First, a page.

What’s more, the public may also see price rises as a result due to demand outmatching supply for certain product lines, which in turn brings with it the risk of customer dissatisfaction and a hit to brand and stakeholder reputation. Given that this price inflation has been speculated to hit in October, when the extended grace period on Brexit customs checks comes to an end, the worst may be yet to come.

"Steps must be taken to make a career in the industry a more attractive proposition for younger drivers, which will require a joint effort from government, industry bodies, and the sector as a whole"


That said, we have already been hearing reports of service interruption due to lack of driver availability, meaning that volumes aren’t being transported, or delivered, to required schedules and lead times. A real-world example of this occurred on the weekend of 4-6 June with convenience retailer Nisa, with deliveries to Nisa outlets across the UK affected by driver shortages to its logistics provider DHL.

But where has this skills shortage stemmed from? 

Supply is the primary issue. Specifically, the number of available EU drivers has decreased by up to 15,000 drivers due to Brexit alone, and this has been further exacerbated by drivers returning to their home country during the COVID-19 pandemic, as well as changes to foreign exchange rates making UK a less desirable place to live and work. This, alongside the recent need to manage IR35 tax changes, has also led to significant inflation in driver and transport costs.

COVID-19 complications have also meant that there have been no HGV driver tests over the past year, meaning the expected 6,000-7,000 new drivers over the past year have not appeared. With the return of the hospitality sector we understand that this is a significant challenge with, for instance, order delivery lead times being extended.

It is little surprise, therefore, that the Road Haulage Association (RHA) earlier this month became the latest in a long line of industry spokespeople to write to the government about the driver shortage for trucks. The letter echoed the view held by much of the industry, that the cause of this issue is both multi-faceted and, at least in some aspects, long-standing. 

So, many in the industry are in agreement as to the driving factors behind this crisis. But what can be done? 

Simply enough, outside of businesses completely reorganising their supply chain network, external support is needed. In the short-term, the government should consider providing the industry with financial aid, and this can also be supported more widely with legislative change.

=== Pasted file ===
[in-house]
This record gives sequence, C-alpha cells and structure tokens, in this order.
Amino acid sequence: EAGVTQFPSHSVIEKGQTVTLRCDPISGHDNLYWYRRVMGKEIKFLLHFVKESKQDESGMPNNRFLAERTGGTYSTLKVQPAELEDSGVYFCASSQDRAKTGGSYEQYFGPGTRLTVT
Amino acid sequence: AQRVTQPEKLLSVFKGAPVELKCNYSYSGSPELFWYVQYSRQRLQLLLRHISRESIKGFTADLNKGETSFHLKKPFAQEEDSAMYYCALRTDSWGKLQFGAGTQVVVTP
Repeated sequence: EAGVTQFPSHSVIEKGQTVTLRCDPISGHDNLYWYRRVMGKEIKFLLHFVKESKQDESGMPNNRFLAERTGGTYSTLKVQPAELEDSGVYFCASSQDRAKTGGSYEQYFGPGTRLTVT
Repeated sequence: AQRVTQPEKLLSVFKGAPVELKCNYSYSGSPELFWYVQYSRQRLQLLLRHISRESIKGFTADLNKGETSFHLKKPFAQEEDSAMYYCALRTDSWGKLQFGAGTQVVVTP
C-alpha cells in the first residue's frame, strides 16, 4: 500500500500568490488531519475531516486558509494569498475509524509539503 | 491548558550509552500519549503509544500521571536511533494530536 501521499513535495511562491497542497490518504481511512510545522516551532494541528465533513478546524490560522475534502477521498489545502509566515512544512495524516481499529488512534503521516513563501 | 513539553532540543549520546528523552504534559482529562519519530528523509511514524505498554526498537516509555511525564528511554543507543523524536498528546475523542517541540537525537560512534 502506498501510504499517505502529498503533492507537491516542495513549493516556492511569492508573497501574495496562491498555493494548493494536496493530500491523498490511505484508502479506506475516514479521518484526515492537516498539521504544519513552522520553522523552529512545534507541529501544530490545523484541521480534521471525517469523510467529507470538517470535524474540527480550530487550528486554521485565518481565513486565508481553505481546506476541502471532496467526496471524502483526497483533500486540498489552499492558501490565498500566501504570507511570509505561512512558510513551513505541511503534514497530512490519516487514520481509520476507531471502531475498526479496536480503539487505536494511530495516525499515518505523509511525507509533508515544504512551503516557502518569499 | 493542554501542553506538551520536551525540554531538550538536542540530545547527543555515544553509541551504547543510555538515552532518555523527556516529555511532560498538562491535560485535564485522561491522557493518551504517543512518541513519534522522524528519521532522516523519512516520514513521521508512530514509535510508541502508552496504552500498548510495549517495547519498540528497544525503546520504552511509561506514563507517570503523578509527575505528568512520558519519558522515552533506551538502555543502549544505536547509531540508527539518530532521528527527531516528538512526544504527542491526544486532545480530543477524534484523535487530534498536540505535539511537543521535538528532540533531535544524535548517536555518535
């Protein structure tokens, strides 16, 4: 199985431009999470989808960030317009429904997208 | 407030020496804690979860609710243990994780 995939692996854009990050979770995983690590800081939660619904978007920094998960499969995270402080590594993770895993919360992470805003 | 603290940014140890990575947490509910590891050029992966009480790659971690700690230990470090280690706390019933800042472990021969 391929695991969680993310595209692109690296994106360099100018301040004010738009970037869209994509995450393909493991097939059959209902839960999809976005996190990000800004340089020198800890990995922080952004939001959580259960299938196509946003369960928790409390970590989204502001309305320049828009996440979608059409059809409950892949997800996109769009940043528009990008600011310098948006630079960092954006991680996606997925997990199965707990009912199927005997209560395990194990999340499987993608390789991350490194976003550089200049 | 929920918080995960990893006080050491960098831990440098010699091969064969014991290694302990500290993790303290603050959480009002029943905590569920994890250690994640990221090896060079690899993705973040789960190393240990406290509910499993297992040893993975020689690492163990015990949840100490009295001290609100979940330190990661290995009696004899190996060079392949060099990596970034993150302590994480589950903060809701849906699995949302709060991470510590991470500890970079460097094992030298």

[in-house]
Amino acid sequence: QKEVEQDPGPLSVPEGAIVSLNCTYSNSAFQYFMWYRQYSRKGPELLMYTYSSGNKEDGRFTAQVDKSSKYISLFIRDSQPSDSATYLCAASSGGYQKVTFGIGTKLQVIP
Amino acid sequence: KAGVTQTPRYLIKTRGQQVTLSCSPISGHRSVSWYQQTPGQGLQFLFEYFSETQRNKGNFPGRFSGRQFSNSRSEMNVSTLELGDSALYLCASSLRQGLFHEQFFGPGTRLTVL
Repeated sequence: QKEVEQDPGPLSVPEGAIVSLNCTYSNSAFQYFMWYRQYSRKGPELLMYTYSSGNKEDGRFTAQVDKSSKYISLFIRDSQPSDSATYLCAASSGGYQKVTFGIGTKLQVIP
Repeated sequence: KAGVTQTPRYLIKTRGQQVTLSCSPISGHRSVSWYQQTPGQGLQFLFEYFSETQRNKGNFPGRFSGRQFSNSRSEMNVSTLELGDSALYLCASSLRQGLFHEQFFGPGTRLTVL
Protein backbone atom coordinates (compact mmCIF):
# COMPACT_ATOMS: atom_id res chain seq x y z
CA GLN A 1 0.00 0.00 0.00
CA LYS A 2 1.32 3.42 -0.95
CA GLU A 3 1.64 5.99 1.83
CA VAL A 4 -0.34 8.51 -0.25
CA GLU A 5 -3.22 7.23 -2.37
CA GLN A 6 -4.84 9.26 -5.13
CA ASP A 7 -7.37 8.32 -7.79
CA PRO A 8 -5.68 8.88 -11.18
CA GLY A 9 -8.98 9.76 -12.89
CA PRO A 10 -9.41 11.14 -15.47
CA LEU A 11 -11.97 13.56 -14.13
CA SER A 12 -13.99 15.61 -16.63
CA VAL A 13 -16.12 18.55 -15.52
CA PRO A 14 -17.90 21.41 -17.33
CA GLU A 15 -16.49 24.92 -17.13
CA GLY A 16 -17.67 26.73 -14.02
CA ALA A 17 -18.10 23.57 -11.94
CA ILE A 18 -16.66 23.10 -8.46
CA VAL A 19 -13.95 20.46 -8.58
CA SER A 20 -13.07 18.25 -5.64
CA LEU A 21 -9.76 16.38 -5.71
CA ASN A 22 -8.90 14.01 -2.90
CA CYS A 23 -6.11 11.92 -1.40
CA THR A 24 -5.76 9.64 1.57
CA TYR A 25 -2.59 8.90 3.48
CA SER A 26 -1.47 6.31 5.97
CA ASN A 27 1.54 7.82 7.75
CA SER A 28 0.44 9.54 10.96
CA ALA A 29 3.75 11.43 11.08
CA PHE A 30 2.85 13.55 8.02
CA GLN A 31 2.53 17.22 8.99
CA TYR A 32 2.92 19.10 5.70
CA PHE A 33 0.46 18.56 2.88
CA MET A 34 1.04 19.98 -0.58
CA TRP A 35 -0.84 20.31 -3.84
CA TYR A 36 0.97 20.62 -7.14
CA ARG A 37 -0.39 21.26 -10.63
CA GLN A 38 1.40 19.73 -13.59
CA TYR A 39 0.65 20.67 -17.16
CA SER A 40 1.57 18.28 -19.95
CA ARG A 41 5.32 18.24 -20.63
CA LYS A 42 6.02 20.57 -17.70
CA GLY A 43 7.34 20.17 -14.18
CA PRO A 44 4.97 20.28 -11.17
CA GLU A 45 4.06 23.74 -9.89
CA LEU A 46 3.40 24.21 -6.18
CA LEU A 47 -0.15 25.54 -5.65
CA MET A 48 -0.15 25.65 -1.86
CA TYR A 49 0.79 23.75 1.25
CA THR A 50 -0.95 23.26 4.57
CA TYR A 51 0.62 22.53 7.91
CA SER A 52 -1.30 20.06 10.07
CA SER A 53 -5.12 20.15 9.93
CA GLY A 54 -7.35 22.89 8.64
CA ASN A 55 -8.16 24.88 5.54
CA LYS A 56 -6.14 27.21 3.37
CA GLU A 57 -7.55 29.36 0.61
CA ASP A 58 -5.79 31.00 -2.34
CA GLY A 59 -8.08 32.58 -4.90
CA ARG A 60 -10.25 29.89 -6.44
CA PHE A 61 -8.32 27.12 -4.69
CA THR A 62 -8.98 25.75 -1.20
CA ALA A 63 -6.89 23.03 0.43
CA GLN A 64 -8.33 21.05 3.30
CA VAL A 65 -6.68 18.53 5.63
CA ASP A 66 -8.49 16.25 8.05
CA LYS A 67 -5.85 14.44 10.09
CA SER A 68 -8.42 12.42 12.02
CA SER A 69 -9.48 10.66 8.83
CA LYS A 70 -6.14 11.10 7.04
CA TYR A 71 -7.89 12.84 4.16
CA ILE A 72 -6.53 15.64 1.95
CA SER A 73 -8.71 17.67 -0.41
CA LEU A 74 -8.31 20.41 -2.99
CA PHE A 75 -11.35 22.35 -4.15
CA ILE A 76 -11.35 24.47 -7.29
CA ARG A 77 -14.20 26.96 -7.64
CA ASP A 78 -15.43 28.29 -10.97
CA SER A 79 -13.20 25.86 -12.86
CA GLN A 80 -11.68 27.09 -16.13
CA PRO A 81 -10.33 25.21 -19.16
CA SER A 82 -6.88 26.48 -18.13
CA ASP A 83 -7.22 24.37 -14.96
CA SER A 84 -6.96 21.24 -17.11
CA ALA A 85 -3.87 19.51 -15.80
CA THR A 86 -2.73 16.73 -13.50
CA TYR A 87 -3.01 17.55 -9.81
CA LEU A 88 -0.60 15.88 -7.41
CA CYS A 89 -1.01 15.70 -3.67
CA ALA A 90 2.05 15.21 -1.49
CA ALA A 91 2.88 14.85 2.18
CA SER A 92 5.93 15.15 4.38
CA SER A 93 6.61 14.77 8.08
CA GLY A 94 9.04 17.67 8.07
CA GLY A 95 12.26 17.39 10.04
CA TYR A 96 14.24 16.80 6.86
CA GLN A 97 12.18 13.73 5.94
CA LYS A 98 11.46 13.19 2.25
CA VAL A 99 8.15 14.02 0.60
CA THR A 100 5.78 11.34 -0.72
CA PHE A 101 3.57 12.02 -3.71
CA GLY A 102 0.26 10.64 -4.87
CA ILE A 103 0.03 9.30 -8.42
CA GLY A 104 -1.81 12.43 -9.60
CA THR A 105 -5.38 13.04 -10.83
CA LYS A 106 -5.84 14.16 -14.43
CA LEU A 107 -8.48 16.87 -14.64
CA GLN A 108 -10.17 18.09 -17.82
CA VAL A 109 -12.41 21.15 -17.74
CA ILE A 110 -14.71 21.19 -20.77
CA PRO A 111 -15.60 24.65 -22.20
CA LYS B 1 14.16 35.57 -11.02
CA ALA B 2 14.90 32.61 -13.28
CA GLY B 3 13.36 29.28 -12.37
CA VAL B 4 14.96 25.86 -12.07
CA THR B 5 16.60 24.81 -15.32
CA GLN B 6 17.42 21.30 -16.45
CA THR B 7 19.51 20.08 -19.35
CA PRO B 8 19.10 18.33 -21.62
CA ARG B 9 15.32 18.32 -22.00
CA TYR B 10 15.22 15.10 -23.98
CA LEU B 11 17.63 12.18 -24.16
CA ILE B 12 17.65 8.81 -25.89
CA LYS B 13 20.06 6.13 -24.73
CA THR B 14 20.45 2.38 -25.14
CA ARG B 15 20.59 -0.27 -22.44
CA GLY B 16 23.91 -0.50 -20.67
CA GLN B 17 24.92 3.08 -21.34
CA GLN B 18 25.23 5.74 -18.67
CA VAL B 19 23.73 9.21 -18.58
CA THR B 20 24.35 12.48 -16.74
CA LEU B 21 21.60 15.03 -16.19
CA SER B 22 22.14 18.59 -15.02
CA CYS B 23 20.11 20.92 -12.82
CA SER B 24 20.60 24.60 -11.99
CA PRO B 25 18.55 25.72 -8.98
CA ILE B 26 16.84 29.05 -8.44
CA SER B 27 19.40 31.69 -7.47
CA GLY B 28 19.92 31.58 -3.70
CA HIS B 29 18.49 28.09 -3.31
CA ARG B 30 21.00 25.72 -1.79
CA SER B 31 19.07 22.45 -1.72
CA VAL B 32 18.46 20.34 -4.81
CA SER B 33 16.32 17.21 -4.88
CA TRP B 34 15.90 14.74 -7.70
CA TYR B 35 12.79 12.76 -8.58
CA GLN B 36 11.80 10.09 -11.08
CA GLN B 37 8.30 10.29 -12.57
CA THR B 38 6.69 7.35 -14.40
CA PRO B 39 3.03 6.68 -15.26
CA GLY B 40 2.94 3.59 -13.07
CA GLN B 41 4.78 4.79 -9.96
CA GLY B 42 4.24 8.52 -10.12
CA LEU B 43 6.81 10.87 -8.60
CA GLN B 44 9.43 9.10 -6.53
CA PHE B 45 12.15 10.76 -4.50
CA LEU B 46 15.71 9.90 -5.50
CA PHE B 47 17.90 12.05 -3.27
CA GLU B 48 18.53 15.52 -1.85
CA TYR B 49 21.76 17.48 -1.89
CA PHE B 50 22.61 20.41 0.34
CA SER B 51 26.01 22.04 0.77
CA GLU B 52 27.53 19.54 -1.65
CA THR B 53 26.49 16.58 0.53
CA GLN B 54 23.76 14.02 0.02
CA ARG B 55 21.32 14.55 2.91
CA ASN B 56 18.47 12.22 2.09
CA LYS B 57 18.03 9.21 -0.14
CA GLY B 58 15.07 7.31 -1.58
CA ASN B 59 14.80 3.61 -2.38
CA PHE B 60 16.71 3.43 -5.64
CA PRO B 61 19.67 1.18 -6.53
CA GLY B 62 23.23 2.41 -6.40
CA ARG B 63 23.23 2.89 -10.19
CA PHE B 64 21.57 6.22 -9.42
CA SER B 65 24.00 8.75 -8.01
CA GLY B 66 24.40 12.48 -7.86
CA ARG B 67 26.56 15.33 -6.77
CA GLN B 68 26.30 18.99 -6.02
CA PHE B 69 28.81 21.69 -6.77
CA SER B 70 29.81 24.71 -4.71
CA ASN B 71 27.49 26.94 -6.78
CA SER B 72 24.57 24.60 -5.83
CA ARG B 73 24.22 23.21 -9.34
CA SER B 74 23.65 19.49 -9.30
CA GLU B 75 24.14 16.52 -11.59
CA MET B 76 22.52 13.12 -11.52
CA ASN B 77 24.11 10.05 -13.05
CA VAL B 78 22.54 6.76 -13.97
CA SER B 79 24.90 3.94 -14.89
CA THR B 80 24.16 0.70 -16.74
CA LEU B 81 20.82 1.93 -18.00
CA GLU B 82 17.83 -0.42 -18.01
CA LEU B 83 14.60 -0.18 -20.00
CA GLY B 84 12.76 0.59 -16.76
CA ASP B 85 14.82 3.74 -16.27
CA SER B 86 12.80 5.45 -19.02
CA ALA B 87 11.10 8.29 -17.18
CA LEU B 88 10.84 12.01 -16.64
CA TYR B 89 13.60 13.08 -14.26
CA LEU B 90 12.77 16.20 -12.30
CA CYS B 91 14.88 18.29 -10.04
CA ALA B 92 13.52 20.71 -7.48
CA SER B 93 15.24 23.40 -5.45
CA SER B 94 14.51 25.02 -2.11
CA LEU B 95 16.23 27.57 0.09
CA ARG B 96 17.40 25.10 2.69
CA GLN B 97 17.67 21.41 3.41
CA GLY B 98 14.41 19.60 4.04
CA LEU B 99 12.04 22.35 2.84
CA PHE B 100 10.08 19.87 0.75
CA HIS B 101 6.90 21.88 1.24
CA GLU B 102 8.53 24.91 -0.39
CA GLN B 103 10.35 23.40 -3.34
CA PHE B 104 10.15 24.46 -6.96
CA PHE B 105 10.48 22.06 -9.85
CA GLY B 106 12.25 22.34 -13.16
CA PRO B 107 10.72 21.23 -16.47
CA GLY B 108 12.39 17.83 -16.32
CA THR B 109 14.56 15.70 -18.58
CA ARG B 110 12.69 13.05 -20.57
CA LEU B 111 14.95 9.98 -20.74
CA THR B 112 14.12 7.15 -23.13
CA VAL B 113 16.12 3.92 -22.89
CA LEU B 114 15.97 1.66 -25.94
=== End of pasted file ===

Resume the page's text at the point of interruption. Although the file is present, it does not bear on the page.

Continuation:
Specifically, immigration policy could be updated to place drivers on the shortage occupations list, which would go some way towards easing the burden created by foreign drivers returning to their home countries. Looking elsewhere, government should also look for ways to increase the availability of HGV driver tests after the blockage created by the coronavirus lockdowns.

Looking more long-term, steps must be taken to make a career in the industry a more attractive proposition for younger drivers, which will require a joint effort from government, industry bodies, and the sector as a whole. As it stands, multiple sources suggest that the average age of truck drivers in the UK is 48, with only one in every hundred drivers under the age of 25. We must therefore do more to increase the talent pipeline coming into the industry if we are to offset more significant skills shortages further down the line. 

On the back of a turbulent year for the supply chain industry, it has become increasingly clear that the long-foretold shortage of drivers is now having a tangible and, in places, crippling effect on supply chains. 

Drivers, and the wider supply chain industry, have rightly been recognised for the seismic role they played in keeping the nation moving and fed over the past year under unprecedented strain. If this level of service is to continue, we must now see Government answer calls to provide the support the sector needs, and work hand-in-hand with the industry to find a solution. If we do not see concrete action to this effect soon, we are likely to be in for a turbulent few months. 
 

Rob Wright is executive director at SCALA, a leading provider of management services for the supply chain and logistics sector